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This book caused a storm when first published in 1969, battering up the bestseller list to #1, charming readers from Topeka to Timbuktu, and finally, brilliantly, blessedly giving the world an answer to a question that nags us all: Why is incompetence so maddeningly rampant and so vexingly triumphant? The book and the phrase it defined are now considered comedic-yet-classic cornerstones of organizational thought, and in honor of the book's fortieth anniversary, Robert I. Sutton has written a foreword introducing the book to a new generation of readers.
The Peter Principle, the eponymous law Laurence Peter coined, explains that "in a hierarchy, every employee tends to rise to his level of incompetence." Everyone—from the office intern to the CEO, from the low-level civil servant to a nation's president—will inevitably rise to his or her level of incompetence, if it hasn't happened already. Dr. Peter's glorious revelation explains why incompetence is at the root of everything we endeavor to do—why schools bestow ignorance, why governments condone anarchy, why courts dispense injustice, why prosperity causes unhappiness, and why utopian plans never generate utopias.
With the wit of James Thurber or Mark Twain, the psychological and anthropological acuity of Sigmund Freud or Margaret Mead, and the theoretical impact of Isaac Newton or Copernicus, Dr. Laurence Peter and Raymond Hull's brilliant book explains how incompetence and its accompanying symptoms, syndromes, and remedies define the world and the work we do in it.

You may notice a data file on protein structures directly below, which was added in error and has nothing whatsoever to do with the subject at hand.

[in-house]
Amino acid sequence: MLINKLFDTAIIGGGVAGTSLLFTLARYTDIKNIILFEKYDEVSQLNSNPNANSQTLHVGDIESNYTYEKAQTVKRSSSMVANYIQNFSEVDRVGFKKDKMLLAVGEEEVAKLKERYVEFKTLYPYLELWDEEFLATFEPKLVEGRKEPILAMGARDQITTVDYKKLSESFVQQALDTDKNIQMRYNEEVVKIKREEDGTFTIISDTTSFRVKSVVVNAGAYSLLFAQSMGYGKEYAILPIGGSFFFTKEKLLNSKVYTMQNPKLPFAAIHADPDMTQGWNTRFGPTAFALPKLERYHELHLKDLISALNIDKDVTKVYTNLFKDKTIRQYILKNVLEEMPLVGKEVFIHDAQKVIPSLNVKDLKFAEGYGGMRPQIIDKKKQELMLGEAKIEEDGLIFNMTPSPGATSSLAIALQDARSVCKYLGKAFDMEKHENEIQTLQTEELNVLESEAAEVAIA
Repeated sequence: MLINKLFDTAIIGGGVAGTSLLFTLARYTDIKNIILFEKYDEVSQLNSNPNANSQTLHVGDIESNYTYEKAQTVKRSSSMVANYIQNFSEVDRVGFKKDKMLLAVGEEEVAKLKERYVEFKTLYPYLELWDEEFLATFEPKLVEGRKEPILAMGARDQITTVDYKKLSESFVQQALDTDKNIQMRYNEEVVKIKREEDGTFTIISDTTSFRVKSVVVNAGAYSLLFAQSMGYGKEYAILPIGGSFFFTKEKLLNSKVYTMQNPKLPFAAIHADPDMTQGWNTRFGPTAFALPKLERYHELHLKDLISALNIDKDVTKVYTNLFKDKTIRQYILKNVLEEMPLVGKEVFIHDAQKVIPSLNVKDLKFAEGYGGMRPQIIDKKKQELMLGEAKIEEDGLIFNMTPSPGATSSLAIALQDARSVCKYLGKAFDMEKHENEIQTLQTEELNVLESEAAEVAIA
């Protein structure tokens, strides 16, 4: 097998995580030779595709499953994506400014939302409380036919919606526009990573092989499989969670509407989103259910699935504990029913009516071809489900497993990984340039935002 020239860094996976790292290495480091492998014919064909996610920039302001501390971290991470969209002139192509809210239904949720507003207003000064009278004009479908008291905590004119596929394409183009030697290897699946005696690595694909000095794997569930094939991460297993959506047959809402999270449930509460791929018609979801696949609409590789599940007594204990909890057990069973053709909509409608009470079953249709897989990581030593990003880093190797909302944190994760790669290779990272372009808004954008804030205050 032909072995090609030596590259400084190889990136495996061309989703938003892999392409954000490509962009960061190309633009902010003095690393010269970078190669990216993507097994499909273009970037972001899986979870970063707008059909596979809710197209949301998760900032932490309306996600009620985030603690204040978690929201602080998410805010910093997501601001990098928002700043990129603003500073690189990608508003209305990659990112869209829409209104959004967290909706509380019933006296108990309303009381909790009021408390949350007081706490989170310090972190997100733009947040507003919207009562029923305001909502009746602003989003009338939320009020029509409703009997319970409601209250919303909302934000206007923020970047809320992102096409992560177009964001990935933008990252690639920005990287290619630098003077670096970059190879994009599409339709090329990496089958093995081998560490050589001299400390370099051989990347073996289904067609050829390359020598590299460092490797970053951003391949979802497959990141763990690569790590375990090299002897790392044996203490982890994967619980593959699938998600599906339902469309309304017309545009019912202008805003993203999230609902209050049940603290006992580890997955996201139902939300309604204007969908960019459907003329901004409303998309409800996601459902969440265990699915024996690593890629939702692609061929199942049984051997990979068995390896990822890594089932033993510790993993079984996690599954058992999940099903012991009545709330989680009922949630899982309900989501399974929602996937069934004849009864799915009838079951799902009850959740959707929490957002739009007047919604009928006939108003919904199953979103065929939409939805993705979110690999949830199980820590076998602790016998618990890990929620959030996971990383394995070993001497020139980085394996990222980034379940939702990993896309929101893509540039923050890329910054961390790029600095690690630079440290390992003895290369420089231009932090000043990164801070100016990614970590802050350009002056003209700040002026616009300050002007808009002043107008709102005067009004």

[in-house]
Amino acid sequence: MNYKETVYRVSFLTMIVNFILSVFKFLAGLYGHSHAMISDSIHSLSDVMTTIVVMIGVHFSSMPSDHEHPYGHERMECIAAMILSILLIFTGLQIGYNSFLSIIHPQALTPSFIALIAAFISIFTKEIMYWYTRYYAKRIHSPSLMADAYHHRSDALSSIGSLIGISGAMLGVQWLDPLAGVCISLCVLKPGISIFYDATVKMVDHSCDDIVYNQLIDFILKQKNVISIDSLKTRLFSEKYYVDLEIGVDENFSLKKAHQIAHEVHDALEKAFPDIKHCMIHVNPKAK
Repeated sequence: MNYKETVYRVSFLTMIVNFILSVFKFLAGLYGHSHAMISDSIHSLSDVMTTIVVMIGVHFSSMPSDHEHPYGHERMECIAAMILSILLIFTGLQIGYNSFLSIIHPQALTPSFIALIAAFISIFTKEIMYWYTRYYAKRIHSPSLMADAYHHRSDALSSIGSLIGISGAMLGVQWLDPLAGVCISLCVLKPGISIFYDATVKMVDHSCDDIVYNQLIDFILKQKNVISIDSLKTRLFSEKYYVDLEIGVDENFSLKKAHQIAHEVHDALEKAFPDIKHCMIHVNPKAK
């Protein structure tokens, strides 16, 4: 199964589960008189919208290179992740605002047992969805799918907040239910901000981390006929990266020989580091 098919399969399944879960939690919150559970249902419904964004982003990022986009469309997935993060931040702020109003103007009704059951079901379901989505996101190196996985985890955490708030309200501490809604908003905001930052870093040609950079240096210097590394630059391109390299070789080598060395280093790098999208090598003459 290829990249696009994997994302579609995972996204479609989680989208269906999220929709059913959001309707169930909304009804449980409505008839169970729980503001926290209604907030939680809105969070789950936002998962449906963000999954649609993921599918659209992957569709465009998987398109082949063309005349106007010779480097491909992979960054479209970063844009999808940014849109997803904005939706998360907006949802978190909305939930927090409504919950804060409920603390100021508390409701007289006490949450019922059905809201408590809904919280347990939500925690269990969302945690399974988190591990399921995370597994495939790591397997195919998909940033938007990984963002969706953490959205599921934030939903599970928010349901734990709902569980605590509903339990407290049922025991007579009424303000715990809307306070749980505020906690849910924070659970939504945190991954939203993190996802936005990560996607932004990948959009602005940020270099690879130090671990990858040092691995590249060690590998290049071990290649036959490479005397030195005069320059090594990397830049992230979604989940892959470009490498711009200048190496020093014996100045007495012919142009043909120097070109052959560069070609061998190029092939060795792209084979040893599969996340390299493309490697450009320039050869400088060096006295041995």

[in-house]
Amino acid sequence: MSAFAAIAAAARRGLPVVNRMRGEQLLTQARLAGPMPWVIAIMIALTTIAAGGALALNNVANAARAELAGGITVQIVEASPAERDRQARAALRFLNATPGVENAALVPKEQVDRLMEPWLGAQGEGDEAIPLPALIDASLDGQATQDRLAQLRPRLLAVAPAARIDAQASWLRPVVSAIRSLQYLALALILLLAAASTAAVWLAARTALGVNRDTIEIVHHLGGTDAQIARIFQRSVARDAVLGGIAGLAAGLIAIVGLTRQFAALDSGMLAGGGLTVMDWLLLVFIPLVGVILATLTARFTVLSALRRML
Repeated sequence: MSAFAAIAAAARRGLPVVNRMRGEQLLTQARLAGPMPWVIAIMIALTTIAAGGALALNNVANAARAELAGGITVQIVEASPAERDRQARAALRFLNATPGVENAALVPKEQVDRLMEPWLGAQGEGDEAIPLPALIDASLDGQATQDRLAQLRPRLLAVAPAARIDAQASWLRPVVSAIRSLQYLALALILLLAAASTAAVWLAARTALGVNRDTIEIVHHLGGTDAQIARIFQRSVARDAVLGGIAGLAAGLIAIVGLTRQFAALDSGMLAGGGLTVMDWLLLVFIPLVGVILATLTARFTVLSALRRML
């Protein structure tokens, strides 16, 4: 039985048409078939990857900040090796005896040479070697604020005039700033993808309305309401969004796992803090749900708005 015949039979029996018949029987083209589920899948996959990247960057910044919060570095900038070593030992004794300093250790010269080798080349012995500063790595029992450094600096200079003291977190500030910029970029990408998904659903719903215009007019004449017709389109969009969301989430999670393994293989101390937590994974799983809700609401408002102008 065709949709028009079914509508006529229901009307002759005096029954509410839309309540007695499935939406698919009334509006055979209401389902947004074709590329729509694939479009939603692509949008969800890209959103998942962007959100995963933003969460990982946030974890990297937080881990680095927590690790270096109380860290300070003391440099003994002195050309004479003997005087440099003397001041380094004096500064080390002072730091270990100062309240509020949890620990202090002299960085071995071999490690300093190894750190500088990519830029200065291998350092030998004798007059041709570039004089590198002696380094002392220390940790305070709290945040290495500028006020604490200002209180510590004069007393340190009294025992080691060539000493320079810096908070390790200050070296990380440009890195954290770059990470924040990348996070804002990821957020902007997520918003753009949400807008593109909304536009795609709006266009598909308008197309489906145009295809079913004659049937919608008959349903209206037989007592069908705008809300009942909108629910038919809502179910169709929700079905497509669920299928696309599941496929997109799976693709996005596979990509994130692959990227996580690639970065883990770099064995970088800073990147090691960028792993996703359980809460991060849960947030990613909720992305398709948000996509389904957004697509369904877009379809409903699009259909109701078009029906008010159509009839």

I enjoyed reading the book and was surprised with its humor and simplicity, yet the wisdom contained is lots.
Hierarchies necssarily breed incompetence, frustration, failure, and doom ... unless coping methods are discovered to deal with these inevitable results.
If you want a good laugh that will remind you of the sad truths of the world and why things go wrong, read this book.
Painfully true as well as outrageously funny. I first read this book in the summer of 1970. Now retired for four years I can look back and see the genius of making simple... Read morePublished 17 days ago by Mark's Kindle
Highly recommended for anyone who wonders why organizations work the way they do.Published 1 month ago by R.A. Mathis
This is both a simply written but fun book. However, it presents a logical view about a real problem. It's a great read.Published 1 month ago by Donna
If you work in a hierarchical organization (and most of us do at one point or another), this book will become your key to sanity. Dr. Laurence J. Read morePublished 2 months ago by Thomas G. Wells
I thought the topic sounded fun and interesting, but it appears that Peter was not writing a thesis based on research and evidence, but his personal opinion. Read morePublished 4 months ago by Shawn T Spainhour
The whole 2 to 3 hours I was reading this book I was either laughing or groaning at the painful realities that it represents. Read morePublished 4 months ago by Marsha Bewersdorf